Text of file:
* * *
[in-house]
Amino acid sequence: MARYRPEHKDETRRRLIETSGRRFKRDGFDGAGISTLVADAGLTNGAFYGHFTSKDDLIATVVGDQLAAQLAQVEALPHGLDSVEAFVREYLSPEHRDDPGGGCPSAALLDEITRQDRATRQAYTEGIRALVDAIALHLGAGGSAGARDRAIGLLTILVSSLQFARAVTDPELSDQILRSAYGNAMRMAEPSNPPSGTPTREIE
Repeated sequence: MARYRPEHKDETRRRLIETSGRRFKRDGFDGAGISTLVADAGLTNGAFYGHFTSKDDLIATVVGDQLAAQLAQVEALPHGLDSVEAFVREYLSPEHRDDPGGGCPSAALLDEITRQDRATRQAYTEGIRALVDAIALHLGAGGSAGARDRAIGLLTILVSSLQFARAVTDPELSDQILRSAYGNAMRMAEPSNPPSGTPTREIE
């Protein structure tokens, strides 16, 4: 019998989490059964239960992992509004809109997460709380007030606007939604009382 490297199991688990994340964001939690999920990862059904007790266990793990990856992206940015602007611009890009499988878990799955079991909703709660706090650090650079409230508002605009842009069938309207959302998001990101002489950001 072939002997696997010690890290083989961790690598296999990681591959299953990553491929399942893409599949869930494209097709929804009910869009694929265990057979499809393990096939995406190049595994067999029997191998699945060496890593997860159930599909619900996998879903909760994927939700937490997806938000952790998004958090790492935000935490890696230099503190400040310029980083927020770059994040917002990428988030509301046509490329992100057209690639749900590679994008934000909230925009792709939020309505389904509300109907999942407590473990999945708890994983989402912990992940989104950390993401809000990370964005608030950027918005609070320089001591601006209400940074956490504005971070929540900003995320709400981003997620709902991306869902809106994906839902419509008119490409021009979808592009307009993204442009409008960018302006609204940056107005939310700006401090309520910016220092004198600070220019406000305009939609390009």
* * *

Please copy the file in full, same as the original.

[in-house]
Amino acid sequence: MARYRPEHKDETRRRLIETSGRRFKRDGFDGAGISTLVADAGLTNGAFYGHFTSKDDLIATVVGDQLAAQLAQVEALPHGLDSVEAFVREYLSPEHRDDPGGGCPSAALLDEITRQDRATRQAYTEGIRALVDAIALHLGAGGSAGARDRAIGLLTILVSSLQFARAVTDPELSDQILRSAYGNAMRMAEPSNPPSGTPTREIE
Repeated sequence: MARYRPEHKDETRRRLIETSGRRFKRDGFDGAGISTLVADAGLTNGAFYGHFTSKDDLIATVVGDQLAAQLAQVEALPHGLDSVEAFVREYLSPEHRDDPGGGCPSAALLDEITRQDRATRQAYTEGIRALVDAIALHLGAGGSAGARDRAIGLLTILVSSLQFARAVTDPELSDQILRSAYGNAMRMAEPSNPPSGTPTREIE
């Protein structure tokens, strides 16, 4: 019998989490059964239960992992509004809109997460709380007030606007939604009382 490297199991688990994340964001939690999920990862059904007790266990793990990856992206940015602007611009890009499988878990799955079991909703709660706090650090650079409230508002605009842009069938309207959302998001990101002489950001 072939002997696997010690890290083989961790690598296999990681591959299953990553491929399942893409599949869930494209097709929804009910869009694929265990057979499809393990096939995406190049595994067999029997191998699945060496890593997860159930599909619900996998879903909760994927939700937490997806938000952790998004958090790492935000935490890696230099503190400040310029980083927020770059994040917002990428988030509301046509490329992100057209690639749900590679994008934000909230925009792709939020309505389904509300109907999942407590473990999945708890994983989402912990992940989104950390993401809000990370964005608030950027918005609070320089001591601006209400940074956490504005971070929540900003995320709400981003997620709902991306869902809106994906839902419509008119490409021009979808592009307009993204442009409008960018302006609204940056107005939310700006401090309520910016220092004198600070220019406000305009939609390009």